School of Medicine
Cardiovascular and Thoracic Surgery
Background—An important challenge in surgical ablation for atrial fibrillation (AF) is the scarcity of publications on credible predictors of long-term success in procedures performed with ablation tools that produce consistently reliable transmural lesions. We examined factors associated with 1-year success and no atrial arrhythmia (AA) recurrence during 1 to 5 years after surgical ablation for AF. Methods—The study prospectively monitored 743 surgical ablation patients with complete rhythm follow-up at 12 months after the operation. No detected AA was defined as no known recurrence of AA, no cardioversions, and no catheter ablations at all available follow-up assessments. Results—Patients were a mean age of 64.7 years, and 32% were women. Patients with no detected AA during the first year after surgical ablation were more likely to maintain sinus rhythm without recurrence during 1 to 5 years (74% vs 28%, p < 0.001) and to be in sinus rhythm off medication at 5 years (80% vs 53%, p < 0.001). Mixed-model logistic regression revealed that lower risk for AA recurrence during 1 to 5 years was associated with no detected AA during the first 12 months (odds ratio [OR], 0.11; p < 0.001) and surgeon experience with 50 or more cases (OR, 0.63; p = 0.043), whereas older age (OR, 1.03; p < 0.001) and longer preoperative AF duration (OR, 1.04; p = 0.043) were associated with greater risk for AA recurrence. Conclusions—Most patients with no detected AA throughout the first 12 months after surgical ablation continued to be recurrence free for 5 years. Younger age, shorter preoperative AF duration, and greater surgeon experience may be associated with more persistent surgical correction of AF.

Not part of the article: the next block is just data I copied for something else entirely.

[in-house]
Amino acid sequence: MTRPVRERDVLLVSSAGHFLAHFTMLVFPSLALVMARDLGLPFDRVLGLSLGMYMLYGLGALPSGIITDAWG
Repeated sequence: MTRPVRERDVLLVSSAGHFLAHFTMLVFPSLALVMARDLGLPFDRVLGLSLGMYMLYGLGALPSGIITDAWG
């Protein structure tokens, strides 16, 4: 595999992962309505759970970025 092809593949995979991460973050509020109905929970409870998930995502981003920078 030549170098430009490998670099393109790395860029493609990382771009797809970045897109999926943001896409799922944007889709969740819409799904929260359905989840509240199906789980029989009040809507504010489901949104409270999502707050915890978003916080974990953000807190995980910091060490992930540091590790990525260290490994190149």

Digital Commons Citation
Ad, Niv and Holmes, Sari D., "Early Stable Sinus Rhythm Associated With Greater Success 5 Years After Surgical Ablation" (2018). Clinical and Translational Science Institute. 832.
Ad N, Holmes SD. Early Stable Sinus Rhythm Associated With Greater Success 5 Years After Surgical Ablation. The Annals of Thoracic Surgery. 2018;105(5):1370-1376. doi:10.1016/j.athoracsur.2017.11.075